Sometimes computer terms can sound a bit like gibberish. Read our glossary of important terms you may come across as you configure your firewall.
Static NAT: Also known as "one-to-one" NAT. For every one public IP, there is one private IP statically mapped to it. An organization that has exactly one public IP addresses for everyone computer could use this sort of scheme. By statically NAT-ting computers on a firewall, a network administrator could filter out certain types of inbound traffic.
Dynamic NAT: Also known as "many-to-many" NAT. Statically NAT-ting all of the IPs in your organization is not practical, as public IPs are not always very easy to get. A range of IP addresses is shared between lots of private IP addresses. If someone is surfing the Web only, there's absolutely no need for them to have their own dedicated IP address.
Overloading: Also known as Port Address Translation (PAT), "NAT overloading," or "many-to-one" NAT. Overloading describes what we did in our basic configuration example. It is used when there is only one IP address to share with many people. The unique source port determines which internal (private) IP address gets the return traffic.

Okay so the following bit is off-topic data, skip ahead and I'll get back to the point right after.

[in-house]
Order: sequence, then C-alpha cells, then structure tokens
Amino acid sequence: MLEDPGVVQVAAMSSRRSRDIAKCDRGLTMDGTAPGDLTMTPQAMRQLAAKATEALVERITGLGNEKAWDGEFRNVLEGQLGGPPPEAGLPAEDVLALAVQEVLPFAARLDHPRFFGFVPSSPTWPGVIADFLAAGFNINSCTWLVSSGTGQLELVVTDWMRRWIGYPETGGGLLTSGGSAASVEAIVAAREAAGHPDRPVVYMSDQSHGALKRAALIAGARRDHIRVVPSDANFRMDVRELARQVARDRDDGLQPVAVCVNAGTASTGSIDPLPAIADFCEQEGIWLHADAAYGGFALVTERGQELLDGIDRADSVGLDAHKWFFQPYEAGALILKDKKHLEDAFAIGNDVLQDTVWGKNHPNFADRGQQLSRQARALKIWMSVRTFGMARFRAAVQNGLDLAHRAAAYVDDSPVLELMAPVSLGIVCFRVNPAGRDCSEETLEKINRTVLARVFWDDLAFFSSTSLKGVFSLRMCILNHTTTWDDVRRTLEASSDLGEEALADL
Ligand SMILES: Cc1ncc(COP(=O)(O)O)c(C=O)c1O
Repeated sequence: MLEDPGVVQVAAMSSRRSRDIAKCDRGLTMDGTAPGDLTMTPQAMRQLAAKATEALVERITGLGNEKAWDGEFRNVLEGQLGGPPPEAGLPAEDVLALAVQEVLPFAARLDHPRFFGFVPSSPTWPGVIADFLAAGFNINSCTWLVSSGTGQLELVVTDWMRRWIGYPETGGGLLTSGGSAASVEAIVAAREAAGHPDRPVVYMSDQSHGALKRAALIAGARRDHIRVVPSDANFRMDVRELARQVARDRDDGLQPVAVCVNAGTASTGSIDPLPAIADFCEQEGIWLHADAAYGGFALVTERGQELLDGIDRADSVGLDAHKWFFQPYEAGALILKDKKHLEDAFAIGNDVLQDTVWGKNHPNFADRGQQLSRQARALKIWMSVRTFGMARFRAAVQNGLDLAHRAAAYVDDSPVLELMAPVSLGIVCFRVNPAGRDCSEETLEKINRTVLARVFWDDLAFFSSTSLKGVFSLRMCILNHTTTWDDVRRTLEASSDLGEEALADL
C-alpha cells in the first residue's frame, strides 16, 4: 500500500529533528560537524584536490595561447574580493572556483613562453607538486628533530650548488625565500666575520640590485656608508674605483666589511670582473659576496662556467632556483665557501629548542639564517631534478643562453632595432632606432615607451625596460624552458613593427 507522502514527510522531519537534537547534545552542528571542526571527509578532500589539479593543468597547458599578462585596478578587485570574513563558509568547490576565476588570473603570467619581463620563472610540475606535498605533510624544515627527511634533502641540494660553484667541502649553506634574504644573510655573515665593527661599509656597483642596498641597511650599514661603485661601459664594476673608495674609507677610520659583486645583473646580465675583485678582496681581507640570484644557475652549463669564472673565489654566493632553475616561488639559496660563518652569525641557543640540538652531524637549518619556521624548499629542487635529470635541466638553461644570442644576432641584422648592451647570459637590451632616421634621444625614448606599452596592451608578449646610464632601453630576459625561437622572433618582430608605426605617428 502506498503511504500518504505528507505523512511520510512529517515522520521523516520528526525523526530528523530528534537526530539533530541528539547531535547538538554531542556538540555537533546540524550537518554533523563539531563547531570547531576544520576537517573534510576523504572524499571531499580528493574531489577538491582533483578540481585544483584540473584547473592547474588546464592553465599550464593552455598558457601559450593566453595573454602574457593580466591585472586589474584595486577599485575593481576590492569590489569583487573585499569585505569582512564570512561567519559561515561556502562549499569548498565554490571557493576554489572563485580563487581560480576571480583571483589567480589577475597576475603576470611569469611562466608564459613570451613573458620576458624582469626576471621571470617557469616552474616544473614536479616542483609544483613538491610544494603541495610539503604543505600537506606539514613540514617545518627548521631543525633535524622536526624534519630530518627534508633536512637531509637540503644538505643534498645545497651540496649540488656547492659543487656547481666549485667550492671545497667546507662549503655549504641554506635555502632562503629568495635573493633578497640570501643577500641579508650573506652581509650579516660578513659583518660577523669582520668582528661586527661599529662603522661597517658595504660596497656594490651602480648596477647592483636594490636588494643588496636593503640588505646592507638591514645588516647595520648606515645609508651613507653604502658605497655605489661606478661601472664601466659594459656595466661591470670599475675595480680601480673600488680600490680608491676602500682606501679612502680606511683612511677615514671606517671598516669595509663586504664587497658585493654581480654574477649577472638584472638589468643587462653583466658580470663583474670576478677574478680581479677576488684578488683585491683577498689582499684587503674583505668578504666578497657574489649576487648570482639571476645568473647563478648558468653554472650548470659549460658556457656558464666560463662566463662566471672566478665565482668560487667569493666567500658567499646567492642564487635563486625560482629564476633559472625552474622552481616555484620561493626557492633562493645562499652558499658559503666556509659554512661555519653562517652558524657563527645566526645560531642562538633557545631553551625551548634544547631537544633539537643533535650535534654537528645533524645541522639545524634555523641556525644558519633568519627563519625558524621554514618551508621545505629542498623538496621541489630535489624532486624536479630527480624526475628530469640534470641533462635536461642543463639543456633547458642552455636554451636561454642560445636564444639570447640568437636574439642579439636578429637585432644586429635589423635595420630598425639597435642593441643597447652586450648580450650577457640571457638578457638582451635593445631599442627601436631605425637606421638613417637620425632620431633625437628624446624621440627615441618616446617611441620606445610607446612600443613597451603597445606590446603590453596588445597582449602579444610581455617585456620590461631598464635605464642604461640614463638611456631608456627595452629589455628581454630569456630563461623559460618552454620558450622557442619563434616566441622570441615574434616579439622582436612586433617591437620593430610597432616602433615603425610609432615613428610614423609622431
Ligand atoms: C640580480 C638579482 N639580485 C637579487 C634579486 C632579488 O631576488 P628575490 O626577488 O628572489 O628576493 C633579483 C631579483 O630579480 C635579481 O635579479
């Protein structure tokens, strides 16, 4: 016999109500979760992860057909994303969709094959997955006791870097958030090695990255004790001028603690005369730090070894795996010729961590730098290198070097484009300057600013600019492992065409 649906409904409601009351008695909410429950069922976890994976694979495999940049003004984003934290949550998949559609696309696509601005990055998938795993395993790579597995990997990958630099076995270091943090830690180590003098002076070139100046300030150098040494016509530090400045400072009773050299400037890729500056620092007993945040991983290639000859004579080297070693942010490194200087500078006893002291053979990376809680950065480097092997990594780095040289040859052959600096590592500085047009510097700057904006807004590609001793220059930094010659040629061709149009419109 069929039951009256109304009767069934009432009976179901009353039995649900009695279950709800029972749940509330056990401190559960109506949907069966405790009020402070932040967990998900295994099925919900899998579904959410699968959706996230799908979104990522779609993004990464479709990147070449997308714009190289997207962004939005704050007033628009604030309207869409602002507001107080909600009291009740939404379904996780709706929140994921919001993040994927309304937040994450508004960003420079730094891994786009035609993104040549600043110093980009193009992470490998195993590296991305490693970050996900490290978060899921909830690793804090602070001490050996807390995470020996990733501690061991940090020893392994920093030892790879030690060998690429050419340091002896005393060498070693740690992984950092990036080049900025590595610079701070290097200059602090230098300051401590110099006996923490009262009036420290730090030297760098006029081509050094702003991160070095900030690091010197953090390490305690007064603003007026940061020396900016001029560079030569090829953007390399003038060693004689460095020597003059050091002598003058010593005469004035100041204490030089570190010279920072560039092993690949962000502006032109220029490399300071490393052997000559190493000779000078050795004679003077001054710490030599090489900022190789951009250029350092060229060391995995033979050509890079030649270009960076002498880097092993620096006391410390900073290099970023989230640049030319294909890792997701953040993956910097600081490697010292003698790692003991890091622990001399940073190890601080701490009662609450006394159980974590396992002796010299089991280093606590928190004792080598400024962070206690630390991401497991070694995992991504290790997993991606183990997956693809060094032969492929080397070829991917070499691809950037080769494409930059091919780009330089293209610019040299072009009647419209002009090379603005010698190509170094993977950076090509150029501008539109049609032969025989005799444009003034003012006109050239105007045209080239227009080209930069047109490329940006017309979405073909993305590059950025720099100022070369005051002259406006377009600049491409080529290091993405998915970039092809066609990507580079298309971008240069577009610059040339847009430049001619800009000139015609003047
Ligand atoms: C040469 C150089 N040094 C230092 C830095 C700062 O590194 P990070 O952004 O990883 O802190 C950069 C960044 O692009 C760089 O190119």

Overlapping: Used when your public IP addresses "overlap" with the public IP addresses of another network. The router translates the address in order to avoid a potential conflict with this other network.
Help from TechSoup's Forums
Don't forget to tap your TechSoup community as a resource to help you set up your firewall. If you run into problems or want to help others, drop by TechSoup's Networks or Virus Vaccination and Computer Security forums and let us know what did and didn’t work for you.
Before you post, please make sure that you strip out any important identifying information (such as your public IP address). Post your configuration and a general description of your network layout and what you’re trying to accomplish and one of our moderators or forum members will do their best to point you in the right direction.
Finally, remember: While installing a hardware firewall is one of the best things you can do to secure your network from the outside, security should by no means end there. Firewalls alone cannot fully protect you from Internet threats, vengeful employees, a lack of password protection, spyware, or even viruses. Be sure to take precautions to safeguard your network from these threats, too.